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Monday | Tuesday | |
---|---|---|
09:10 | Registration | |
09:25 | Welcome | |
09:30 |
D. Zueco 1 |
A. Sanpera 1 |
11:00 | Coffee Break | Coffee Break |
11:30 |
D. Zueco 2 |
A. Sanpera 2 |
13:00 | Lunch | Lunch |
15:00 |
M.-C. Bañuls 1 |
A. Winter CANCELLED |
16:30 | Coffee Break | |
17:00 |
M.-C. Bañuls 2 |
A. Winter 2 CANCELLED |
20:30 | Social dinner |
Speakers and topics:
Andreas Winter (Universitat Autònoma de Barcelona): Quantum correlations CANCELLED
Abstract: Quantum states, even pure states, of composite systems are typically correlated, making correlation a ubiquitous feature of quantum systems, compared to classical ones where correlation is always due to a mixture over uncorrelated states. While quantum correlations are a field too broad for a single tutorial, I will cover entanglement and separability in bipartite systems, including entanglement measures, unique properties of entanglement such as monogamy, and criteria for separability. Contrary to the naive expectation, separability of a state doesn't have to mean that the correlation is classical, as I will discuss on the examples of data hiding and other "quantum correlations beyond entanglement", which surprisingly even exhibit a weak kind of monogamy.
Mari-Carmen Bañuls (Max-Planck-Institut für Quantenoptik): Tensor Network States for the study of quantum many-body systems: ground states and time evolution LECTURE 1 LECTURE 2
Abstract: The term Tensor Network States has become a common one in the context of numerical studies of quantum many-body problems. It refers to a number of families that represent different ansatzes for the efficient description of the state of a quantum many-body system. The first of these families, Matrix Product States (MPS), lies at the basis of Density Matrix Renormalization Group methods, which have become the most precise tool for the study of one dimensional quantum many-body systems. Their natural generalization to two or higher dimensions, the Projected Entanglement Pair States (PEPS) are good candidates to describe the physics of higher dimensional lattices. They can be used to study equilibrium properties, as ground and and thermal states, but also dynamics.
Anna Sanpera (Universitat Autònoma de Barcelona): Ultracold gases for quantum information and simulations LECTURE 1 LECTURE 2
Abstract: Quantum Information is having a profound impact in several areas of physics ranging from quantum optics, quantum many-body systems, quantum chemistry or high energy physics just to mention some. In this lecture I will focus in ultracold gases and explain what quantum simulators are. In particular I will devoted to simulators of strongly correlated systems and in the plethora of exciting phenomena that such systems present. I will then approach these systems from a quantum information perspective analyzing the behaviour displayed by the quantum correlations present on them. Such approach allows us to recover well stablished condensed matter concepts such as criticality, universality and quantum phase transitions and to link symmetries and conformal field theory to quantum information quantities. We will also discuss bipartite versus multipartite entanglement in strongly correlated systems and briefly overview many most open questions in the subject.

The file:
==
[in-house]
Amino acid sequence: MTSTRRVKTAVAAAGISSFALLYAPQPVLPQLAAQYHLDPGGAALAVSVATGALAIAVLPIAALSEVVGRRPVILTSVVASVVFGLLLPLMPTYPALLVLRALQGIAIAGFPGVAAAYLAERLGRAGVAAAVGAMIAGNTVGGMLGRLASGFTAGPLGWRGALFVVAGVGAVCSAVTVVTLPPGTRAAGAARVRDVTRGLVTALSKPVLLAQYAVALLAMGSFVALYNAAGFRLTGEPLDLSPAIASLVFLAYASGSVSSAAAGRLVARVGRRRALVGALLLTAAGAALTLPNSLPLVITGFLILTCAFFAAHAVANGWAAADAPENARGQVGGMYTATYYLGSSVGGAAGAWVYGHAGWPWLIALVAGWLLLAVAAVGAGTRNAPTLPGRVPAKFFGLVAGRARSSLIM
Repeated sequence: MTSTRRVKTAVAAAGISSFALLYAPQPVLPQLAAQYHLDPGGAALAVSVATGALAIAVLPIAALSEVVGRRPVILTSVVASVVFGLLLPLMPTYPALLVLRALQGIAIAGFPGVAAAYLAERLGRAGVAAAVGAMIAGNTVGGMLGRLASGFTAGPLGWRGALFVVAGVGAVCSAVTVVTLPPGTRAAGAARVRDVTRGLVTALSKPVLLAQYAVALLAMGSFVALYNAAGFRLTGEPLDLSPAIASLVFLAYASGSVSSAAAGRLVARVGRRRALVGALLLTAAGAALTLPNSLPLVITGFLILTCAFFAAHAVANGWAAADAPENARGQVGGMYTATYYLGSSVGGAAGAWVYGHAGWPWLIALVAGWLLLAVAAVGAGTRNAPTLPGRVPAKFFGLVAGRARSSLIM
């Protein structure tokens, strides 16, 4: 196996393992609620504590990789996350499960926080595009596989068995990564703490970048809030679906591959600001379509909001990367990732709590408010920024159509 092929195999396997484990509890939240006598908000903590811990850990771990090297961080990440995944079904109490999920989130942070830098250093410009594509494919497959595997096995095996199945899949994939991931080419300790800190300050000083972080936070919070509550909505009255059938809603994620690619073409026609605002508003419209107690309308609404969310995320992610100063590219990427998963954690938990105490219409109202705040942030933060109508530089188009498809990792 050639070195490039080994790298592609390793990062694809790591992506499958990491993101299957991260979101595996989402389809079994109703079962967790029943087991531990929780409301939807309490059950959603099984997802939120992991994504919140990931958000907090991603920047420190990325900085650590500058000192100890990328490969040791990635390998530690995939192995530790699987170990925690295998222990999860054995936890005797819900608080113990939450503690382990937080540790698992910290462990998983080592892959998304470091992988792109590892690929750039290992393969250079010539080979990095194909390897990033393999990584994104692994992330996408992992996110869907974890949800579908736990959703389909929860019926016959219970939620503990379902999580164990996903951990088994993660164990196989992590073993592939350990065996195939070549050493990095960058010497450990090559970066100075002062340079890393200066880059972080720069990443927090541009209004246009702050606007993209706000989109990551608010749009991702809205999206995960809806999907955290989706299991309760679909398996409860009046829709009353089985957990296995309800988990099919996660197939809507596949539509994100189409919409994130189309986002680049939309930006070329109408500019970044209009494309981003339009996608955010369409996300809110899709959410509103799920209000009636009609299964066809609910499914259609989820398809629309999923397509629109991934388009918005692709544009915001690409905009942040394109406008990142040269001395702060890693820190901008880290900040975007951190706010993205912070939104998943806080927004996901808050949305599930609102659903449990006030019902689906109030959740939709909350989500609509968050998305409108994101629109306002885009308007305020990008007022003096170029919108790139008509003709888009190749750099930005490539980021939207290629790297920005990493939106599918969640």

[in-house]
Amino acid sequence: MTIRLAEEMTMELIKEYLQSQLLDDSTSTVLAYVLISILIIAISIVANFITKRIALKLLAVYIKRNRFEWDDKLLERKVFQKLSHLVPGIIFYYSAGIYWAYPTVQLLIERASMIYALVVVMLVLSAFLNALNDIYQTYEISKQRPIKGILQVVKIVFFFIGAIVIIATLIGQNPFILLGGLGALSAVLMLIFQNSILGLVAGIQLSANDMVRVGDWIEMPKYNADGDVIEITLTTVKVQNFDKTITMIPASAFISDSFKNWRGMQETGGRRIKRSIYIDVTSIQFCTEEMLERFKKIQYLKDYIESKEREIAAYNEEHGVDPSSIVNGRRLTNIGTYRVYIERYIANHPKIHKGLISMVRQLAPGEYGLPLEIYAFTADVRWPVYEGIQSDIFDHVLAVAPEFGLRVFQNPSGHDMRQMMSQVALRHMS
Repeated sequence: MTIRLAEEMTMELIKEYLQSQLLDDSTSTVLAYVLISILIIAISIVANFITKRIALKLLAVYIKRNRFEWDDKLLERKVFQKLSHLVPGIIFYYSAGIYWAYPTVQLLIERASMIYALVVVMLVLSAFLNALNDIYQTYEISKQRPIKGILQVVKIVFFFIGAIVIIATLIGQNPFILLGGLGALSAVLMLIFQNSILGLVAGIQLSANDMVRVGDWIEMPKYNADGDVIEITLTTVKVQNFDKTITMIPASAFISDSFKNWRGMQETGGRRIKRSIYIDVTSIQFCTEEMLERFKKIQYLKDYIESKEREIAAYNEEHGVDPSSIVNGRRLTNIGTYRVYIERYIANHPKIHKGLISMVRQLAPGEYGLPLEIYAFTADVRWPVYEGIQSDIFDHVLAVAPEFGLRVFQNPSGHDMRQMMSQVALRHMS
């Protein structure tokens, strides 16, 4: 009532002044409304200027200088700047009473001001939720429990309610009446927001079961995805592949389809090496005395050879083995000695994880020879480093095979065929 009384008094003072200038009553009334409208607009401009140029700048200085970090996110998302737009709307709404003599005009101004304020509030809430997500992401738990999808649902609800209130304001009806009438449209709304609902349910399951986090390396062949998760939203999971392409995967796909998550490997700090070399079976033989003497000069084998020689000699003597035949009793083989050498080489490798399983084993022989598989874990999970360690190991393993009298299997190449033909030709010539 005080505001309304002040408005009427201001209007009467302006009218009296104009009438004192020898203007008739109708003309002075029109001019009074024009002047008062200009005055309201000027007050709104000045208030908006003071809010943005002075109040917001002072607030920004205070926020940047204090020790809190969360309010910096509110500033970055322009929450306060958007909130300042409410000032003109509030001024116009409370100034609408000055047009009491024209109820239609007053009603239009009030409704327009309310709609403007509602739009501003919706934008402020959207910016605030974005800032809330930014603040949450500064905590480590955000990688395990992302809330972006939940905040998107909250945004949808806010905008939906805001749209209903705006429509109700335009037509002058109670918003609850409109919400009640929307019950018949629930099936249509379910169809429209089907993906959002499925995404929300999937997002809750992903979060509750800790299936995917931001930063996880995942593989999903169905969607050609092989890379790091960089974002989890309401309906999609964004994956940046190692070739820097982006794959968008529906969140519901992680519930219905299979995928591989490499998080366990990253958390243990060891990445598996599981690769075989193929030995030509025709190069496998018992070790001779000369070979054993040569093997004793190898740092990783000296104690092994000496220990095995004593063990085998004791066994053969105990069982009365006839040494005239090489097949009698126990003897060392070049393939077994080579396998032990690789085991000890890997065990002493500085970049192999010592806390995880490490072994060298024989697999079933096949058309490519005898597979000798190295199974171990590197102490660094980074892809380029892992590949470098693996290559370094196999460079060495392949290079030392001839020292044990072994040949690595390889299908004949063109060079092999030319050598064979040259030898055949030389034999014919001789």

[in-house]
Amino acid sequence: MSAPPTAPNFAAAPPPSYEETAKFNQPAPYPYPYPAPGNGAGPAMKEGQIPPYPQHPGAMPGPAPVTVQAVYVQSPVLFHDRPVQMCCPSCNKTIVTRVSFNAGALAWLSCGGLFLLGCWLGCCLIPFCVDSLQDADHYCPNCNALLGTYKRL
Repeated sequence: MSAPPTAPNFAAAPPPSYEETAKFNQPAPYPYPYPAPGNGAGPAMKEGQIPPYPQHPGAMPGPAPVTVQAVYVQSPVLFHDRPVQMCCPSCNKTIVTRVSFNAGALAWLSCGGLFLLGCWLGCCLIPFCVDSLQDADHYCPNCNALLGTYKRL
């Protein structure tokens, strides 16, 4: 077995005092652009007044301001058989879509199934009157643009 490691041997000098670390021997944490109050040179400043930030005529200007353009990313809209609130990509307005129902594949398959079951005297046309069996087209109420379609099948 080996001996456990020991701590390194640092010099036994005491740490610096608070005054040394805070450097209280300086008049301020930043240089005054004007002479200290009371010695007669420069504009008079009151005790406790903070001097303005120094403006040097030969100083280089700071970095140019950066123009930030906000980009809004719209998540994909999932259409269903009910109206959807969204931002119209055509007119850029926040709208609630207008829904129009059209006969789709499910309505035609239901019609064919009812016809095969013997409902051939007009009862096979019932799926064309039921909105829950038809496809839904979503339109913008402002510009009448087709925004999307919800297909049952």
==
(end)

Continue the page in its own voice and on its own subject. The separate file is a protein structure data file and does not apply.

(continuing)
David Zueco (Universidad de Zaragoza): Circuit QED LECTURE 1 LECTURE 2
Abstract: This course tries to be a self-consistent introduction to circuit QED. The lectures start by discussing the light-matter coupling, cavity QED and its different regimes: weak, strong and ultrastrong. Notions on input-output theory are introduced to understand quantum optical master equations and measurement schemes. The second part sketches the Josephson effect and discuss the quantization of superconducting circuits. Then, we built a circuit analogue for the cavity QED optical layout and we discuss the possibilities of circuits as a toolbox for doing quantum optics on a chip. The third part tries to give an overview of the advances in circuit QED in the performance of quantum simulators, quantum computers and microwave quantum optical devices.